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A Christian realist perspective on God and guns

Beware fascination with guns, or with gun control

A woman takes part in a vigil in Newtown, Conn., following last week’s school shooting in Uvalde, Texas. Associated Press/Photo by Eduardo Munoz Alvarez

A Christian realist perspective on God and guns
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James K.A. Smith, a noted philosopher and Christian political theologian at Calvin University, tweeted in response to the Uvalde, Texas, school shooting horror: “We’ve taken too long. Habitualities built up over a 200 year history will not be undone by tweaks on policy and half measures. We need the collective will to repeal the 2nd Amendment and confiscate guns. Only Mammon and our idols prevent us from doing so. Burn them down.”

The tradition of Christian realism can object to Smith’s proposal from several angles. First, supermajorities required from Congress and from state legislatures to remove a constitutional amendment are virtually unattainable. Second, this amendment protecting the right to bear arms is part of the storied Bill of Rights, added to the U.S. Constitution at the urging of James Madison and other Founding Fathers as additional protection against tyranny. Third, protections for some level of private gun ownership presume that government can overreach, and individual liberties must be protected. The Bill of Rights guards the freedom of speech and religion, gun ownership, protection from unreasonable search and seizure, trial by jury, and speedy trials.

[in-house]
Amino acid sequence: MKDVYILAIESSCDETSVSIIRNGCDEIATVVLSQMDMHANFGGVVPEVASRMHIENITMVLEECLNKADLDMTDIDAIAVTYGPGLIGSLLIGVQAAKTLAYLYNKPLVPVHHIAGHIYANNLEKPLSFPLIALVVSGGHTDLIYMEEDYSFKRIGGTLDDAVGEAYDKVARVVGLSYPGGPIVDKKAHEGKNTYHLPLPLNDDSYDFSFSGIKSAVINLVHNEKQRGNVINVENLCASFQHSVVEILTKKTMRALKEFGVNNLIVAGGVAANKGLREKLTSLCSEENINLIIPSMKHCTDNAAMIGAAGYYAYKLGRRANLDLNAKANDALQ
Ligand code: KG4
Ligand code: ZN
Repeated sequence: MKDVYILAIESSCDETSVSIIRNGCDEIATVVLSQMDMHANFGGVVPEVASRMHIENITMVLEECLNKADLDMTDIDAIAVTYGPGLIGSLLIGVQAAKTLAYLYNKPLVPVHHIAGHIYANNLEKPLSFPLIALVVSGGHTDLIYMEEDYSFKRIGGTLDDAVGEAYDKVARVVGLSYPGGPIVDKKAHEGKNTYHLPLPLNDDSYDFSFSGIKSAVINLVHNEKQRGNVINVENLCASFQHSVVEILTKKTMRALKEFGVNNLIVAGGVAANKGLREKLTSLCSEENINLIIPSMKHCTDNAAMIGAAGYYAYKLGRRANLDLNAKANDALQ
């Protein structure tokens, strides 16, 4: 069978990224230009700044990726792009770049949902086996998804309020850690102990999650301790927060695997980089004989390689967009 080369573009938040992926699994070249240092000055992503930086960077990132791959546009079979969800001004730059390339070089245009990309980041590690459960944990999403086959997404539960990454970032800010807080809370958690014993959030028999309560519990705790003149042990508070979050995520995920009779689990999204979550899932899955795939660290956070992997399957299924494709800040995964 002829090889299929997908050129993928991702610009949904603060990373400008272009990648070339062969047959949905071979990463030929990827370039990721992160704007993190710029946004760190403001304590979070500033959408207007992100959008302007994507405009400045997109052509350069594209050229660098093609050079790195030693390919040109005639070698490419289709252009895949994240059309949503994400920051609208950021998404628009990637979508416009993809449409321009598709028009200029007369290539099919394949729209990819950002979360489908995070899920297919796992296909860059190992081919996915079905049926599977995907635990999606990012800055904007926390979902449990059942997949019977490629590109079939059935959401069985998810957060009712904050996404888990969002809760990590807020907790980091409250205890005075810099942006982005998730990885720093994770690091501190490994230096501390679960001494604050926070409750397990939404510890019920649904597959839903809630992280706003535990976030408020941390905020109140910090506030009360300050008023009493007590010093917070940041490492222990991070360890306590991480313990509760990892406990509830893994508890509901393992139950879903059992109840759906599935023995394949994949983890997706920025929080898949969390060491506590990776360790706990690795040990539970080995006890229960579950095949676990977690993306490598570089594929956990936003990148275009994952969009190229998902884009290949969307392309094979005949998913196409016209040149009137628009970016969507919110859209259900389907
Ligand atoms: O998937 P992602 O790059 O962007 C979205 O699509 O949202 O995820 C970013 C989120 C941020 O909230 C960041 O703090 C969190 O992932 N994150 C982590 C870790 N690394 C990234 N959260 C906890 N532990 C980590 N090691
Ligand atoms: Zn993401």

Power and authority are easily corrupted and can become dangerous, as Christians, above all, should know. Constitutional government, with protections like the Bill of Rights, guards against the state’s propensity for control and exploitation. Without these guardrails, individuals lack recourse against excessive state coercion. Some perceive such guardrails as obstacles to the common good. But cutting corners when confronted with a horrific crisis is a temptation for every society.

Smith’s indignation over the mass murder of children is justified. His desire for dramatic action, shared by millions of others, is understandable. But Christian realism always counsels against ambitious absolutist solutions that override precedent, ignore human nature, and downplay the complex social factors that foster the conditions for catastrophe. As Madison observed, such laws and traditions are needed because men are not angels. Men sometimes behave like demons.

The Uvalde, Texas, murderer was demonic in behavior. How can society guard itself against such evils? God ordains the state as a proper authority to restrain and punish evil. Its coercive and lethal force is intended to deter crime and assault. School shooters, who are often suicidal, are undeterred. How should Christian realism address their threat?

Christian realism always counsels against ambitious absolutist solutions that override precedent, ignore human nature, and downplay the complex social factors that foster the conditions for catastrophe.